Cross-country-skiing phenom Kikkan Randall could ski before she could walk — and not just tentative slides across flat, soft snow. “My dad worked at a ski resort when I was very young, and he brought home some skis and boots for my first birthday. He put me on those and made a little hill in the front yard,” says Randall, now 31 (pictured at right). “So I started on alpine skis, and I wasn’t even really standing up on my own yet.”
In 2013, Randall’s experience paid off. She and teammate Jessie Diggins became the first American women ever to score a World Championship gold medal in cross-country skiing.
Diggins’s own first ski trip was as a passenger. “My dad used to put me in his backpack when he and my mom would go skiing,” says the 22-year-old Minnesota native (pictured at left). As she got older, she stayed on the trails for the camaraderie and other perks. “I was involved with the youth ski club, so every weekend I’d go skiing with my friends, and I thought it was just the most fun. And, of course, I was also in it for the hot chocolate and sledding afterward.”
Nearly a decade younger than Randall, Diggins idolized the older skier from Alaska. “When I was a teenager, I competed at the Junior Olympics, and Kikkan came as a guest speaker. I was in awe of her. They were handing out posters, but they ran out. So I got her to sign a piece of cardboard. I still have that cardboard hanging on my wall,” says Diggins. When she made the U.S. Ski Team and was assigned to be Kikkan’s partner, it was a dream come true. “I remember thinking, ‘This is so awesome — I’d better not fall.’ Then I fell twice.”
Today, the women are considered two of the best cross-country skiers in the world. Their historic victory last year at the World Championships in Italy came over the heavily favored Swedish team. (The Swedes, Randall, and Diggins are close friends, having all trained together over the summer.) And their win was significant: They outpaced the Swedes by a notable eight seconds and the third-place Finnish team by a whopping 11 seconds. The triumph marked them as the first American athletes to bring prominence to a sport that has a low profile in the United States. It also makes them front-runners in the lead-up to the 2014 Winter Olympics in Sochi, Russia.
Their victory came in spite of a near catastrophe during the fifth leg of the race. On her last lap, Diggins was ascending a hill when a Finnish racer stepped on one of her poles, sending it flying. “The whole thing came off my hand, which is probably better than if it hadn’t come off because then it would have pulled my shoulder out of place,” she says. When she saw that it had vanished, she made a snap decision. “I thought, ‘I’m almost all the way up the hill anyway. I can make it.’ So I just started using my legs a lot and swinging my empty hand.” A quick-thinking U.S. coach grabbed a nearby pole and raced it over to Diggins. “Looking back, it’s a little comical because it was one of the really tall men’s poles. But I was able to get it, make one last surge, and tag off to Kikkan, who then took off and expanded the lead even more.”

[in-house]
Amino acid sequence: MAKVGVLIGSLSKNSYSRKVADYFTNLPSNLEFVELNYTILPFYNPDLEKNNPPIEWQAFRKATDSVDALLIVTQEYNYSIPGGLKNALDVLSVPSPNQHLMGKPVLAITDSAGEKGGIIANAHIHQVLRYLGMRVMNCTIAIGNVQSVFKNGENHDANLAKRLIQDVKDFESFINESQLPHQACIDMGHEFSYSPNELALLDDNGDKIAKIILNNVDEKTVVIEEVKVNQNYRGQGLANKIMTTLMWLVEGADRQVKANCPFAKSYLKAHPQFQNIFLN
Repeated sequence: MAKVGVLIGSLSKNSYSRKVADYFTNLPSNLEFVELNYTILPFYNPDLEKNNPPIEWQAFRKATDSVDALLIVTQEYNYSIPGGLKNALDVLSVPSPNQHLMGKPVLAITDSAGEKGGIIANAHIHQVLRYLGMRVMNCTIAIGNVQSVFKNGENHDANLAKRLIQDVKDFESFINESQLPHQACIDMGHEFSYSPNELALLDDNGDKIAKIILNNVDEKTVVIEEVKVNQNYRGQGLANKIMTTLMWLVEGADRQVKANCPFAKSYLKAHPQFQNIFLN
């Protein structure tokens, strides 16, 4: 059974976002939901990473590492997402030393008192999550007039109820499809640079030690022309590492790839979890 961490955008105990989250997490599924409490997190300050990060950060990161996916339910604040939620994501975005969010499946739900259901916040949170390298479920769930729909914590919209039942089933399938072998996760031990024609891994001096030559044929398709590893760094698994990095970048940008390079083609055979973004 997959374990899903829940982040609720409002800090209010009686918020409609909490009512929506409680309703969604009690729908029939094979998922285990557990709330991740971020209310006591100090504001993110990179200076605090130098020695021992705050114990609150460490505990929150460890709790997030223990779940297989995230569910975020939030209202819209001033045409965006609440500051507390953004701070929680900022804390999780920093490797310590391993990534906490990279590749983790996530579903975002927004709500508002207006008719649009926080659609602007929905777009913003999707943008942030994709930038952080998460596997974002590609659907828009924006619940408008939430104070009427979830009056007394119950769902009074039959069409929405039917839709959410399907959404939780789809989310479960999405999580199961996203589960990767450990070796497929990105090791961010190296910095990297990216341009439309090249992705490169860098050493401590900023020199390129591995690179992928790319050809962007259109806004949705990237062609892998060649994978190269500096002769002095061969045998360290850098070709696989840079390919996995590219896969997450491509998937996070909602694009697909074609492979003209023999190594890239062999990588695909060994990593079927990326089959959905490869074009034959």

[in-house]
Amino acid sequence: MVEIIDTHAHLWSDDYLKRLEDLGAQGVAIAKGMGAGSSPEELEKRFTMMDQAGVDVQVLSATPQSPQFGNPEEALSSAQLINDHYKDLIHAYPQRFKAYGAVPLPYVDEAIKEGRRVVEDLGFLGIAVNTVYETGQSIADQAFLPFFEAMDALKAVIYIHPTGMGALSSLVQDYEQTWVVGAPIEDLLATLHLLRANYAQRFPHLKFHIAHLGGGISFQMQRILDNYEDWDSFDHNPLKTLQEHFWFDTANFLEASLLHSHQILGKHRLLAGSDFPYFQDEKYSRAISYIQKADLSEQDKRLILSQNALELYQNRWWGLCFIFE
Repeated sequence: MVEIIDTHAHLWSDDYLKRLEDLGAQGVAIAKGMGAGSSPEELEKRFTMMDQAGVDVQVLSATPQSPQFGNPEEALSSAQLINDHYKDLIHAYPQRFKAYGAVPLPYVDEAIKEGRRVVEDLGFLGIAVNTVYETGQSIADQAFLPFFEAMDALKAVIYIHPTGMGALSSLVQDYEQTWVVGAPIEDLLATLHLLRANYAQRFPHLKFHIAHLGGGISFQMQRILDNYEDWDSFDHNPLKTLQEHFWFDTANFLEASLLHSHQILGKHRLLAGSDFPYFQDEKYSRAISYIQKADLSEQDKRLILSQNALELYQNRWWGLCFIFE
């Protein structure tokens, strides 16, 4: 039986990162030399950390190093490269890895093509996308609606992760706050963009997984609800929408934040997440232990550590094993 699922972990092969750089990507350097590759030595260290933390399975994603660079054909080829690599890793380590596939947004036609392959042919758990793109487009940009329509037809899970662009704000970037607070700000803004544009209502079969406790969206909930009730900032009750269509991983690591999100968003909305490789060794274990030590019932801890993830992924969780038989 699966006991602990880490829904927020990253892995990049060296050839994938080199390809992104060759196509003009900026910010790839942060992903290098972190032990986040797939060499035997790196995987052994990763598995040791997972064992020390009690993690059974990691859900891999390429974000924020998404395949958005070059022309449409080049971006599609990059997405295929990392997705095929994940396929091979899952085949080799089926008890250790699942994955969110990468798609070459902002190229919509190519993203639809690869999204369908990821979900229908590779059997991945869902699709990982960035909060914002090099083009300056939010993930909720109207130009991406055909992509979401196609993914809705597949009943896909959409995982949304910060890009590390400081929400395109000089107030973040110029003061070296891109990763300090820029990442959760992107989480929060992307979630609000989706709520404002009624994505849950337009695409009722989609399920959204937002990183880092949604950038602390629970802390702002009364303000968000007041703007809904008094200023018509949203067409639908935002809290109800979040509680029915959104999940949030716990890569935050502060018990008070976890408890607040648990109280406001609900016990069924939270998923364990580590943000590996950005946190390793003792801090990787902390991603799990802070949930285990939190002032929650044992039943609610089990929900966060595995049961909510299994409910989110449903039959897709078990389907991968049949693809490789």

That Diggins continued her uphill surge with just one pole is a testament to her incredible strength and stamina, essential to being a top-tier cross-country skier. For sprint competitions, skiers need the cardiovascular fitness to do high-intensity intervals and recover rapidly. For endurance races, they must have the resilience to push through, much like marathoners or Tour de France cyclists. They need optimal coordination, too, because the physical act of skiing involves moving through every plane of motion. And they need the agility and proprioception to maneuver tricky terrain and weave around obstacles and each other — not to mention the sheer muscle strength required to maintain elite-level speeds.
“It’s a very all-encompassing sport,” explains Randall, “but the end product is this amazing body that you can do anything with. That’s part of what I love about it.”
Off the trail, both women volunteer for Fast and Female, an organization that helps -empower young girls through sport. And Diggins, an avid baker, has been experimenting with making bread and pastries — while Randall, an unabashed fan of doughnuts, has been helping her eat the samples. “At our last training camp, she was making apple-banana muffins for us every morning, and cookies — she’s got more energy than anyone I’ve ever met,” Randall says.
Their primary focus, though, is the Winter Olympics. The 2014 competition will be Randall’s fourth, Diggins’s first.
“We’ve designed our training plan to be at our absolute peak in February,” Randall says. “And we just take it day to day, like building blocks. You just kind of build up to it until, all of a sudden, you’re standing on the Olympic starting line and you’re like, ‘Holy cow, how did I get here?’”
Laine Bergeson is an Experience Life senior editor.